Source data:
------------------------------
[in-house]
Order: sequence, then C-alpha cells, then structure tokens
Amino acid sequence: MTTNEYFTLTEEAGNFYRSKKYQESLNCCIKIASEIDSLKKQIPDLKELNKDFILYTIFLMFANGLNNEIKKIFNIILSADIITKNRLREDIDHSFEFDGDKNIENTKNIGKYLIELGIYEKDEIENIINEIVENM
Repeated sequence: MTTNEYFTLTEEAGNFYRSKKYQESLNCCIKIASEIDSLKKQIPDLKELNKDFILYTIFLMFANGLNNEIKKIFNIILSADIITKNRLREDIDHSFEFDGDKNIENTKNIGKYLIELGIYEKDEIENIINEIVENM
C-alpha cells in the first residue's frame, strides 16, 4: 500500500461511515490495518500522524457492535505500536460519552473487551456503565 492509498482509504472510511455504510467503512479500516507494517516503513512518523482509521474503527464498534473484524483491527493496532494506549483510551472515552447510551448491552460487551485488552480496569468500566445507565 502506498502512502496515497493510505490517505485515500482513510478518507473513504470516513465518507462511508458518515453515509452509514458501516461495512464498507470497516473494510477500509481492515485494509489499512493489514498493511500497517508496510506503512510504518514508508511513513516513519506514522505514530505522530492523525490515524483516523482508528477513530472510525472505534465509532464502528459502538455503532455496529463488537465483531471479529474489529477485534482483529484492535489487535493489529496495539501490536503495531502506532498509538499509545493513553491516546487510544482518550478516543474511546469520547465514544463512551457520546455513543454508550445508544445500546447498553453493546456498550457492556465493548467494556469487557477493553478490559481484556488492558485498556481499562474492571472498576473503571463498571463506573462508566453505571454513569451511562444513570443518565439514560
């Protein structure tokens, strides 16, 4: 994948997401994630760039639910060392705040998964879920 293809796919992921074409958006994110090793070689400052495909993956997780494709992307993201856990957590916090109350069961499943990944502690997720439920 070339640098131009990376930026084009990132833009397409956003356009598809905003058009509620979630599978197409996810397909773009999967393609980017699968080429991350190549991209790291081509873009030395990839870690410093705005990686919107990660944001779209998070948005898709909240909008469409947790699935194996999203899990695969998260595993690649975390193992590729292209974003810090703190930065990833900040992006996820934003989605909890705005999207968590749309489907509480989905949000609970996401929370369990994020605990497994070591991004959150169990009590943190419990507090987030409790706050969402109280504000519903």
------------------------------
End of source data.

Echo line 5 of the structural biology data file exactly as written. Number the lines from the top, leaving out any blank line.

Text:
C-alpha cells in the first residue's frame, strides 16, 4: 500500500461511515490495518500522524457492535505500536460519552473487551456503565 492509498482509504472510511455504510467503512479500516507494517516503513512518523482509521474503527464498534473484524483491527493496532494506549483510551472515552447510551448491552460487551485488552480496569468500566445507565 502506498502512502496515497493510505490517505485515500482513510478518507473513504470516513465518507462511508458518515453515509452509514458501516461495512464498507470497516473494510477500509481492515485494509489499512493489514498493511500497517508496510506503512510504518514508508511513513516513519506514522505514530505522530492523525490515524483516523482508528477513530472510525472505534465509532464502528459502538455503532455496529463488537465483531471479529474489529477485534482483529484492535489487535493489529496495539501490536503495531502506532498509538499509545493513553491516546487510544482518550478516543474511546469520547465514544463512551457520546455513543454508550445508544445500546447498553453493546456498550457492556465493548467494556469487557477493553478490559481484556488492558485498556481499562474492571472498576473503571463498571463506573462508566453505571454513569451511562444513570443518565439514560